The deadly coronavirus disease or COVID-19 is affecting 213 countries and territories around the world that already killed hundreds of thousands.
To flatten the curve of the deadly COVID-19 pandemic, our government imposed a lockdown, confining everyone to their homes.
But did you know that at home there is a new epidemic?
This new epidemic is killing us —literally— by way of obesity, heart disease and diabetes.
Our increasingly sedentary, butt-bound, tech-driven lives has given birth to a deadly new epidemic researchers call the “sitting disease.”
We spend an astounding 56 hours a week sitting behind the steering wheel, stuck in traffic, staring at our computer screen, or slumped in front of our smart TV, binge-watching and gorging on unhealthy food.
Electronic living has all but extinguished every glimmer of physical activity from our daily lives.
Today, you can shop, pay bills, make a living, and with Twitter, Facebook and Instagram, even catch up with friends without so much as standing up.
The more gadgets we have, the easier it is to get around. And yet we don’t seem to be moving much.
The paradox of everything being at our fingertips is that we don’t have to move.
Even as I type this article I am stuck sitting in front of my computer for hours on end, writing, and doing research. I have just handed myself the modern-day “desk sentence”.
Life is movement and nature hates stagnancy. Would you drink stagnant water? No, “running” water. Right?
What happens if the blood stops moving in our veins and arteries? We die.
A sedentary lifestyle can throw off your sense of balance and stability.
Balance is a process of finding equilibrium, not a static state.
Traditional Chinese medicine explains acupuncture as a technique for balancing the flow of energy or life force — known as chi or qi (pronounced as chee) — believed to flow through pathways (meridians) in your body.
By inserting needles into specific points along these meridians, the acupuncturist re-balances your energy flow.
One of the key mantras in Chinese Medicine is, “When Qi and Blood are plentiful and flowing smoothly, there is no illness”.
Just take a cue from nature and remember, it’s all about going with the flow.
Movement is life and stagnation causes illness.
Needed: Competent Acupuncturist
The risks of acupuncture are low if you have a competent, certified acupuncturist using sterile needles.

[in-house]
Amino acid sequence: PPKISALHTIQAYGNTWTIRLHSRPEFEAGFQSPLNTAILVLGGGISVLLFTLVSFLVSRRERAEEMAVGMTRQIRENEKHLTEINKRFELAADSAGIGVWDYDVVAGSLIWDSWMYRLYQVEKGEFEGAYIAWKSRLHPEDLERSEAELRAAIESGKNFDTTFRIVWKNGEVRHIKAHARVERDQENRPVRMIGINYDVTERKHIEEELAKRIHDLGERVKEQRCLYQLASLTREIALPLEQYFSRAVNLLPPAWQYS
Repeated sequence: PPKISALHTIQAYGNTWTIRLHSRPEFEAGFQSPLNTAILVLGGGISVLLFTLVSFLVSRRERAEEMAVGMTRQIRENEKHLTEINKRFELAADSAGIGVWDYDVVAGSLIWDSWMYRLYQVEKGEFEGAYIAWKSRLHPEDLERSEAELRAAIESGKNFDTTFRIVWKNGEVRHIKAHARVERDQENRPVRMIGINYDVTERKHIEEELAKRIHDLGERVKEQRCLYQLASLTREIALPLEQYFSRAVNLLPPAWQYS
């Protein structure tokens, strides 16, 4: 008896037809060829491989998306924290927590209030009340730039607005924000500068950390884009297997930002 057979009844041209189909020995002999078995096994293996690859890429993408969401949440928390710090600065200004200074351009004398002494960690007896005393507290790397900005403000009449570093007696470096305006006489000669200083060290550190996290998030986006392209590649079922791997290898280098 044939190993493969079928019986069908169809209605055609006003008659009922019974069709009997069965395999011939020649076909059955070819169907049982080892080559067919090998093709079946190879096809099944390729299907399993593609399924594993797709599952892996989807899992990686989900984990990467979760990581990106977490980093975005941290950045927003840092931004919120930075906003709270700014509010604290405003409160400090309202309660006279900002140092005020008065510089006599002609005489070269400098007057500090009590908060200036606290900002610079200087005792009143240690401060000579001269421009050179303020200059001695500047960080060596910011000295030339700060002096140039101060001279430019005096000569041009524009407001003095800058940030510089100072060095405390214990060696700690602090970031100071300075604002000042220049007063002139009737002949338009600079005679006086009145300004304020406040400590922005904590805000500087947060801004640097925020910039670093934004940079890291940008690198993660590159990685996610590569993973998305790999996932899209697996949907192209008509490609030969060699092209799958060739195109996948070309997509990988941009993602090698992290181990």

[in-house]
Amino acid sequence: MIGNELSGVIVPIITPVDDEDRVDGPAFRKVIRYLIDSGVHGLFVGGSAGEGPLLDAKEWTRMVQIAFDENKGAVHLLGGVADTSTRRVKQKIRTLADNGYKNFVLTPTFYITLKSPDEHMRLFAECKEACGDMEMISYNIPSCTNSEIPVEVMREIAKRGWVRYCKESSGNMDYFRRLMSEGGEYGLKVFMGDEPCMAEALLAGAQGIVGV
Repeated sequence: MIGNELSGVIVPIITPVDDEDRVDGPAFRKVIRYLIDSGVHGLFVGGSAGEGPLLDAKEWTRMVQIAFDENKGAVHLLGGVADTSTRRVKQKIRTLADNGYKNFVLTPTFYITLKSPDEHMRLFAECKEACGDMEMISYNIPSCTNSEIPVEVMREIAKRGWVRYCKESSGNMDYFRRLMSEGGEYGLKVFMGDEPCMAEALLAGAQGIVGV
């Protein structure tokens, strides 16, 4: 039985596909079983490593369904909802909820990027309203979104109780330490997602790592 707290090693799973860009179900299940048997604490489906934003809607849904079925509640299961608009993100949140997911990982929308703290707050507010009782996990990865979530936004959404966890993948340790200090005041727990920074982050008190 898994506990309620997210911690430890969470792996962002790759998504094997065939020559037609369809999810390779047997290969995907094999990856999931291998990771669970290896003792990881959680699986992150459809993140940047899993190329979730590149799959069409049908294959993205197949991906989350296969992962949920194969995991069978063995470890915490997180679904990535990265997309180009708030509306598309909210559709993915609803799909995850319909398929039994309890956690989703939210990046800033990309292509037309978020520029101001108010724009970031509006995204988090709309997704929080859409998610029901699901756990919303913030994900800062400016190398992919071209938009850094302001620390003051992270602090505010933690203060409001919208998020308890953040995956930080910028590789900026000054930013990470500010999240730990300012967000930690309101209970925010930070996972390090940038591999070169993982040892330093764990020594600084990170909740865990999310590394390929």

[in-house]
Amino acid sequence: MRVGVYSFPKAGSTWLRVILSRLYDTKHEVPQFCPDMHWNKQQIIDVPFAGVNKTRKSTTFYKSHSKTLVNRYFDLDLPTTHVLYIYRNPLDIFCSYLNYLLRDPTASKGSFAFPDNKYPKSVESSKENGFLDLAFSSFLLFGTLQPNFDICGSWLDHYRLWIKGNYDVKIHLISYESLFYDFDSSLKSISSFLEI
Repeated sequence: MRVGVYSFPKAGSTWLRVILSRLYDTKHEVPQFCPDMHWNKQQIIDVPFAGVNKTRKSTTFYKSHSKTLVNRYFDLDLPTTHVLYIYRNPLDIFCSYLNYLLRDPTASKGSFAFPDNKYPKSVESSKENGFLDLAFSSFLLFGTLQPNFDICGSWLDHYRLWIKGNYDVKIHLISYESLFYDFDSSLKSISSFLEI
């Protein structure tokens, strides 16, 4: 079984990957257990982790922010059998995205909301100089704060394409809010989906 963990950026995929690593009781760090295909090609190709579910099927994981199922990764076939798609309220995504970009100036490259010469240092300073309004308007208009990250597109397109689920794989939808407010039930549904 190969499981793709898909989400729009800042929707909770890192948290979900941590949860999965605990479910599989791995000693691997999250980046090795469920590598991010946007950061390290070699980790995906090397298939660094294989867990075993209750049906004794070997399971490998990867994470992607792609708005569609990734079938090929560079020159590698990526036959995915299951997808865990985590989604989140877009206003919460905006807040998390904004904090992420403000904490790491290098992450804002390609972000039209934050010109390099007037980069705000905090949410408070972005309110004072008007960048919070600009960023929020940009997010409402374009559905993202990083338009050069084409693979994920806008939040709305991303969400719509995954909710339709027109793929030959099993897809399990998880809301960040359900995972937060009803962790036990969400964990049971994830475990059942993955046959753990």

Common side effects include soreness and minor bleeding or bruising where the needles were inserted.
Single-use, disposable needles are now the practice standard, so the risk of infection is minimal.
Not everyone is a good candidate for acupuncture.
Risks in Acupuncture
You may be at risk of complications if you —
Have a bleeding disorder. Your chances of bleeding or bruising from the needles increase if you have a bleeding disorder or if you’re taking blood thinners.
Have a pacemaker. Acupuncture that involves applying mild electrical pulses to the needles can interfere with a pacemaker’s operation.
Are pregnant. Some types of acupuncture are thought to stimulate labor, which could result in premature delivery.
Get Everything Flowing
One cannot overemphasize the fact that a sedentary lifestyle causes imbalance and disharmony in our bodies.
It’s like trying to ride a unicycle with the spokes of the wheel short on one side and long on the other. The hub could be off-center and your ride is very bumpy.
If you continue for long, you’ll break the wheel and, perhaps, the bike, too.
Just so, if your body continues in disharmony for long, illness occurs.
So if you find your balance is thrown off, or you are becoming more sedentary because moving about has become too difficult, try acupuncture.
The purpose of acupuncture is to get everything flowing in the body again.
You may not want to take the above information sitting down.
Next topic is “Can Acupuncture Heal a Broken Heart?” that will come out on Sunday, July 5, 2020.